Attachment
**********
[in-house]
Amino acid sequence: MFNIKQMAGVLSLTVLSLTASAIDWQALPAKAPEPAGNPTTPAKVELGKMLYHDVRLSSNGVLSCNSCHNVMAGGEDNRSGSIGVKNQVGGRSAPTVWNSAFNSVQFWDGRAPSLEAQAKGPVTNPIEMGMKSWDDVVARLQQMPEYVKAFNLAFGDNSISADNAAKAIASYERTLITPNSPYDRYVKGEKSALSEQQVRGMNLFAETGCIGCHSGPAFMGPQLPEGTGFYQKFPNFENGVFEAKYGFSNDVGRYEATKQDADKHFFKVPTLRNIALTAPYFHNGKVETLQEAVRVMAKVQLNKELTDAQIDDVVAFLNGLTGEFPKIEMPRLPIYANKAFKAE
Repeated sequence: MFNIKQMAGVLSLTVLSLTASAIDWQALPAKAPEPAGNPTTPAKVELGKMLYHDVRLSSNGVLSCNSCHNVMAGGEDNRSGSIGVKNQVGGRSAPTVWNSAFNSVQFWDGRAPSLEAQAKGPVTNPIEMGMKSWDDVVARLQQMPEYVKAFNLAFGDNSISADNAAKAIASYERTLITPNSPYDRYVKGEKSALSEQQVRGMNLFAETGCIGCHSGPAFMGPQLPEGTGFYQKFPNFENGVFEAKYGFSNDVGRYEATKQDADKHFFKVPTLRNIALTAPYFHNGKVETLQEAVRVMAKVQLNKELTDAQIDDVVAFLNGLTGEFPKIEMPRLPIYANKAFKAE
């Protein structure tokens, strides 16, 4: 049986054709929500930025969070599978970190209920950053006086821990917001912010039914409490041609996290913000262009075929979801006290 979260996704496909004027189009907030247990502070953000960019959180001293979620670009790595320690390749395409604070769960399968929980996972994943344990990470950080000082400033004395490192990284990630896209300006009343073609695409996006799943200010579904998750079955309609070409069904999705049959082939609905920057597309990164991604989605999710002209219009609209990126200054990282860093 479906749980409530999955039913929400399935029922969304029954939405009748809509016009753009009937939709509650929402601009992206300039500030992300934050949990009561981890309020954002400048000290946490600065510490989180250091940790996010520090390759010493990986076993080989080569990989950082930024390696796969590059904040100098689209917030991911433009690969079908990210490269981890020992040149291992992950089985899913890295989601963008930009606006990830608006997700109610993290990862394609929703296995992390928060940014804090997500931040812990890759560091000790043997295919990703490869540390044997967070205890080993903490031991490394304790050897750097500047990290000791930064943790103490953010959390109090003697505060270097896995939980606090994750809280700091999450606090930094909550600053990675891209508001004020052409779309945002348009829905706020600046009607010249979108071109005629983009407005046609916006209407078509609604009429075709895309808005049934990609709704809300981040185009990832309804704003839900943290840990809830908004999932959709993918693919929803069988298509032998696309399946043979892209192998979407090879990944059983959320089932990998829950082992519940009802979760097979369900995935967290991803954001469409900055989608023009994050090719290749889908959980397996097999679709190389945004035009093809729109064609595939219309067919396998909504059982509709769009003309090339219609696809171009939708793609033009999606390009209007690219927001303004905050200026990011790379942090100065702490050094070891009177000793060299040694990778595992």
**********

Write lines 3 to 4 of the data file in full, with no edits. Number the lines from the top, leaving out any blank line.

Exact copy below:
Repeated sequence: MFNIKQMAGVLSLTVLSLTASAIDWQALPAKAPEPAGNPTTPAKVELGKMLYHDVRLSSNGVLSCNSCHNVMAGGEDNRSGSIGVKNQVGGRSAPTVWNSAFNSVQFWDGRAPSLEAQAKGPVTNPIEMGMKSWDDVVARLQQMPEYVKAFNLAFGDNSISADNAAKAIASYERTLITPNSPYDRYVKGEKSALSEQQVRGMNLFAETGCIGCHSGPAFMGPQLPEGTGFYQKFPNFENGVFEAKYGFSNDVGRYEATKQDADKHFFKVPTLRNIALTAPYFHNGKVETLQEAVRVMAKVQLNKELTDAQIDDVVAFLNGLTGEFPKIEMPRLPIYANKAFKAE
């Protein structure tokens, strides 16, 4: 049986054709929500930025969070599978970190209920950053006086821990917001912010039914409490041609996290913000262009075929979801006290 979260996704496909004027189009907030247990502070953000960019959180001293979620670009790595320690390749395409604070769960399968929980996972994943344990990470950080000082400033004395490192990284990630896209300006009343073609695409996006799943200010579904998750079955309609070409069904999705049959082939609905920057597309990164991604989605999710002209219009609209990126200054990282860093 479906749980409530999955039913929400399935029922969304029954939405009748809509016009753009009937939709509650929402601009992206300039500030992300934050949990009561981890309020954002400048000290946490600065510490989180250091940790996010520090390759010493990986076993080989080569990989950082930024390696796969590059904040100098689209917030991911433009690969079908990210490269981890020992040149291992992950089985899913890295989601963008930009606006990830608006997700109610993290990862394609929703296995992390928060940014804090997500931040812990890759560091000790043997295919990703490869540390044997967070205890080993903490031991490394304790050897750097500047990290000791930064943790103490953010959390109090003697505060270097896995939980606090994750809280700091999450606090930094909550600053990675891209508001004020052409779309945002348009829905706020600046009607010249979108071109005629983009407005046609916006209407078509609604009429075709895309808005049934990609709704809300981040185009990832309804704003839900943290840990809830908004999932959709993918693919929803069988298509032998696309399946043979892209192998979407090879990944059983959320089932990998829950082992519940009802979760097979369900995935967290991803954001469409900055989608023009994050090719290749889908959980397996097999679709190389945004035009093809729109064609595939219309067919396998909504059982509709769009003309090339219609696809171009939708793609033009999606390009209007690219927001303004905050200026990011790379942090100065702490050094070891009177000793060299040694990778595992």